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New law nixes online activity as a factor in consumers' credit scores

The law prohibits credit reporting companies from using

The law prohibits credit reporting companies from using a consumer's social network to help determine creditworthiness. Credit: Getty Images/iStockphoto/tolgart

A consumer’s credit score cannot be affected by their online activity, including the credit scores of their Facebook friends and Twitter followers under a bill signed into law by Gov. Andrew M. Cuomo on Monday.

The state law, which takes effect immediately, prohibits credit reporting companies, such as FICO, from using a consumer’s social network to help determine their creditworthiness. Banks and other lenders use credit scores to make loans and issue credit cards, among other activities.

A FICO spokesman said Monday the California company has never proposed using social media information to set consumers' credit scores and has no plans to do so.

FICO CEO Will Lansing, in a 2015 interview with the Financial Times, seemed to suggest Facebook activity could be helpful in setting credit scores. The spokesman said Monday that Lansing's comment had been misunderstood.

The New York law passed the State Legislature overwhelmingly last spring. It was first introduced in 2016 after Lansing's comment.

One of the legislation's co-sponsors, state Sen. Anna M. Kaplan (D-Great Neck) said Monday, "Your credit score should be determined by how responsible you are with your finances, not how you choose to express yourself on social media. If we allow consumer reporting agencies to judge creditworthiness based on an individual's social media, it would result in insidious new forms of discrimination and would make our credit scores far less accurate."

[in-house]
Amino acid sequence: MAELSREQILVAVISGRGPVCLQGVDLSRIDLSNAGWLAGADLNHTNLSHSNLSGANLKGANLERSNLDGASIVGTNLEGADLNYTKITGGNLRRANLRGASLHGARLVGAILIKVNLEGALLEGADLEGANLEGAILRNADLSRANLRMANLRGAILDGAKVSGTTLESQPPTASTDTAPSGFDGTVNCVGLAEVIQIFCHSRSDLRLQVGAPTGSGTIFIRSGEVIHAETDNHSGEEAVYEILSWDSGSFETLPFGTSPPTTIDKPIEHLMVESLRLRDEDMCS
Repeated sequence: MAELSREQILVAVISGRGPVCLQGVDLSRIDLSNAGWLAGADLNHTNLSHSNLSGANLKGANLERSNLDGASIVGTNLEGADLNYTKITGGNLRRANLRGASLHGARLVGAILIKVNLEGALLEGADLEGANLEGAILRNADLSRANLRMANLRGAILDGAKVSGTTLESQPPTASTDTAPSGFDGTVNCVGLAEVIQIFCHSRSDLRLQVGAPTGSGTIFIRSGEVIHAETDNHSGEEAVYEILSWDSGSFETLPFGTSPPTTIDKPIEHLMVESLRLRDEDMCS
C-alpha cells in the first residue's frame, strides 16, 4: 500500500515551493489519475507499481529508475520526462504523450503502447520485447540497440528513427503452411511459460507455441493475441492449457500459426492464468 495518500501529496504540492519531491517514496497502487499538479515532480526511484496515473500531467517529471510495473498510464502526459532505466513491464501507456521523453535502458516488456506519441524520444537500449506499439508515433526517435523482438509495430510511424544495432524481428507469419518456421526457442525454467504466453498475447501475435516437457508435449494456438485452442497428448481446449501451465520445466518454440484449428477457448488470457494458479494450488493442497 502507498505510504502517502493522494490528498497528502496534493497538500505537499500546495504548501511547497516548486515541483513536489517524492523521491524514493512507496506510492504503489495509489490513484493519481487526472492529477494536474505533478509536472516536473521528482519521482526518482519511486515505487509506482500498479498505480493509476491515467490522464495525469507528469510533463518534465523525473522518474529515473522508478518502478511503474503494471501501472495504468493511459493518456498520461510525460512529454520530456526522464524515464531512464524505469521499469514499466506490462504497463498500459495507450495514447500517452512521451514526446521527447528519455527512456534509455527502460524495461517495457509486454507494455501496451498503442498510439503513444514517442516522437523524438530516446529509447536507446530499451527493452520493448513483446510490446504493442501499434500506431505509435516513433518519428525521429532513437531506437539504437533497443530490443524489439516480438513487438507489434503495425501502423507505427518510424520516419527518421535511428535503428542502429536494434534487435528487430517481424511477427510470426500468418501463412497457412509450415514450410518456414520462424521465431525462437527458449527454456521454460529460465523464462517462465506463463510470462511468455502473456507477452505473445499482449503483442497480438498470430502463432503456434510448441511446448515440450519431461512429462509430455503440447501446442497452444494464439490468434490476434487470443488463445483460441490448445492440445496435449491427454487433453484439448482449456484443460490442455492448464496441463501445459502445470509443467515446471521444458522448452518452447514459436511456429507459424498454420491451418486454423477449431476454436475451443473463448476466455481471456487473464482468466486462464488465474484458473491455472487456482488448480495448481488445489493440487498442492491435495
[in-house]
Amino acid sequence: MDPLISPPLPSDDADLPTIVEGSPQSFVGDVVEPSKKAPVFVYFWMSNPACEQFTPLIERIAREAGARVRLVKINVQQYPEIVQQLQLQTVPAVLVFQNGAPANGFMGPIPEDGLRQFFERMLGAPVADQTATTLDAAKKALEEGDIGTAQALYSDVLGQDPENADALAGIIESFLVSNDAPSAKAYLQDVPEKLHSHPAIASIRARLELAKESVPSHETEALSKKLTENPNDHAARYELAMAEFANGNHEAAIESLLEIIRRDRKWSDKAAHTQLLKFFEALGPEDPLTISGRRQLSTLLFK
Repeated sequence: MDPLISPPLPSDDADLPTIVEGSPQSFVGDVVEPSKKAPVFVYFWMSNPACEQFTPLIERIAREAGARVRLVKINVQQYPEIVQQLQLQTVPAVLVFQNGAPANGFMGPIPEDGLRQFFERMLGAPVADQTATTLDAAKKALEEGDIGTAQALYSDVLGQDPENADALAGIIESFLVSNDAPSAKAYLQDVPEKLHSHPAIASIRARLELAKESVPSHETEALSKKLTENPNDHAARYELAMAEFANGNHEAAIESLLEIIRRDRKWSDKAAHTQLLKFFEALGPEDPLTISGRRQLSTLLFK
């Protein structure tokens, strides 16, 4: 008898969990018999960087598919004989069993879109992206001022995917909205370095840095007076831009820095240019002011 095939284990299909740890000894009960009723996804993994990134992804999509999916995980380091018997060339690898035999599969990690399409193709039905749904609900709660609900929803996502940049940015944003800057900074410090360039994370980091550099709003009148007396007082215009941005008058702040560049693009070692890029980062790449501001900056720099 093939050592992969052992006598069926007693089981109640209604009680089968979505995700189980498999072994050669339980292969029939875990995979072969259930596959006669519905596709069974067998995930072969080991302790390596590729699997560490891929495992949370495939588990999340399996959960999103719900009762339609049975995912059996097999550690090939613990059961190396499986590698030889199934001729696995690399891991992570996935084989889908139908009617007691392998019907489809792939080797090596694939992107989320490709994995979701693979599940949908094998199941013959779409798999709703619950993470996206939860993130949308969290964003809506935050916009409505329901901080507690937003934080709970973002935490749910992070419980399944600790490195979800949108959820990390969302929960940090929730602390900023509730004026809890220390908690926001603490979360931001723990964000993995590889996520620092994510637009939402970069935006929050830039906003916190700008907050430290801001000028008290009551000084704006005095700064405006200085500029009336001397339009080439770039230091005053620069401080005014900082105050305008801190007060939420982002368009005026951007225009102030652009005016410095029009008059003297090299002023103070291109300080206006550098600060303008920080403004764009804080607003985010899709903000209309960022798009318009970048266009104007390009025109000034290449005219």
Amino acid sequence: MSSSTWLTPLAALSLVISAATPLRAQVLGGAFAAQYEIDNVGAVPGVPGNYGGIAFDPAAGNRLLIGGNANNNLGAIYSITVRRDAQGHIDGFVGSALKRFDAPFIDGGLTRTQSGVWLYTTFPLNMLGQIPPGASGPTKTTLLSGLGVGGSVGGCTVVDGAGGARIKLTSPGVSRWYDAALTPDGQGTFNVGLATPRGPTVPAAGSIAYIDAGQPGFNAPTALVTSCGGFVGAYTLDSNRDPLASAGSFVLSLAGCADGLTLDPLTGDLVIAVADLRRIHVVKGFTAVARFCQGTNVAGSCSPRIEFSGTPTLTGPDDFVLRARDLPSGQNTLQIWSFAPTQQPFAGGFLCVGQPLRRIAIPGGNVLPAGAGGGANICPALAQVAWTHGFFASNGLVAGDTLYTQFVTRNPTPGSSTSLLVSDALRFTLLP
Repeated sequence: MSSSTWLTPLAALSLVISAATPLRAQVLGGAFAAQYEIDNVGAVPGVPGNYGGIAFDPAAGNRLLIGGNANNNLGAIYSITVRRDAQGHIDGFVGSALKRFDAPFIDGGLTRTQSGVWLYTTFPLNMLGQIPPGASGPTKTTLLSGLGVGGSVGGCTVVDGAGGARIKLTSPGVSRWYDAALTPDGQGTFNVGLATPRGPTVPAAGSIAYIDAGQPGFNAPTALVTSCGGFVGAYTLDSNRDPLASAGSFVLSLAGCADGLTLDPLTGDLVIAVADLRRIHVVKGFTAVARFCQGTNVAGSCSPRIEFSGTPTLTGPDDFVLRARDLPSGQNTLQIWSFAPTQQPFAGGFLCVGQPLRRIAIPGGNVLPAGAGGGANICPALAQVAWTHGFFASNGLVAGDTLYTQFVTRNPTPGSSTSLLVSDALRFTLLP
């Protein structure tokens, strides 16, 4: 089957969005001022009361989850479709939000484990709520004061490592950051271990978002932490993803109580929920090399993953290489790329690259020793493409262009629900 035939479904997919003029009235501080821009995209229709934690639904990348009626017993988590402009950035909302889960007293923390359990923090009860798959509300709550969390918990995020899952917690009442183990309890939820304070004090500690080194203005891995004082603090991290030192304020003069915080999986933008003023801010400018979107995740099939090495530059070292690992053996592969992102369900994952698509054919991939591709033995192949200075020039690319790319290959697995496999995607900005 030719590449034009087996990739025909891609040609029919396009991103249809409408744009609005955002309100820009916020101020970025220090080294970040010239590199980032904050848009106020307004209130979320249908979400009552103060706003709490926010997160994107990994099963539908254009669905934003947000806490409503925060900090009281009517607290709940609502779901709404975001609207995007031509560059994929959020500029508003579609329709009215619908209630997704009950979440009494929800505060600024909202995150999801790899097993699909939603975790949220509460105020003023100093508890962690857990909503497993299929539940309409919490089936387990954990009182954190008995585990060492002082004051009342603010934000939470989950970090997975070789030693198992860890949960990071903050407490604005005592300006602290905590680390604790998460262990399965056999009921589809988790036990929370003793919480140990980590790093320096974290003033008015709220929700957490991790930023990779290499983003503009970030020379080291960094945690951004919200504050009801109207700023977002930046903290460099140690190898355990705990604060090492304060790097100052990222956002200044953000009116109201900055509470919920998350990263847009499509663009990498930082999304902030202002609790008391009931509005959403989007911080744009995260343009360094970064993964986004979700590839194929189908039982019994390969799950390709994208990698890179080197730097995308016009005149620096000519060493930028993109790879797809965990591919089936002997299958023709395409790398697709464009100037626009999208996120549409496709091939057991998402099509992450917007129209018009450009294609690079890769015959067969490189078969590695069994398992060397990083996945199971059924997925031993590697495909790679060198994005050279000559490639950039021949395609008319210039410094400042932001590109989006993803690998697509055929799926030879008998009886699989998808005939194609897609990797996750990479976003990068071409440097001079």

The law's sponsors, Sen. Brian Kavanagh (D-Manhattan) and Assemb. Marcos Crespo (D-Bronx) agreed, adding the federal General Accounting Office found 75 percent of credit scores are incorrect because they are based on faulty information collected by credit bureaus.

Crespo said, “A person’s online use and search history is absolutely irrelevant to their creditworthiness.”

A few years ago, credit reporting companies and lenders first floated the idea of using computer algorithms and artificial intelligence to gather information on consumers’ internet usage and social media footprint.

"If you look at how many times a person says 'wasted' in their [Facebook] profile, it has some value in predicting whether they're going to repay their debt," FICO's Lansing said four years ago.

However, FICO spokesman Greg Jawski said Monday the company "does not and has no plans to use social media data or social media analysis in calculating FICO scores. Social data does not meet FICO's stringent scientific criteria for data sources used in credit risk scoring," he said.

New York State regulators have received no complaints this year about consumers' credit scores being impacted by their use of the internet and social media, according to an official familiar with the matter who declined to be identified by name. The official said the state had warned insurance companies about using social media data to help determine premium payments for consumers.

In the 63-member Senate, the lone "nay" vote on the legislation came from Kenneth P. LaValle (R-Port Jefferson). In the 150-member Assembly, there were three "no" votes, including from Anthony Palumbo (R-New Suffolk).

Cuomo, in approving the legislation, said, "Basing someone's credit score on who they know [via the internet] is not only an invasion of privacy, it is a way for these [credit reporting] agencies to unfairly target and penalize low-income New Yorkers."

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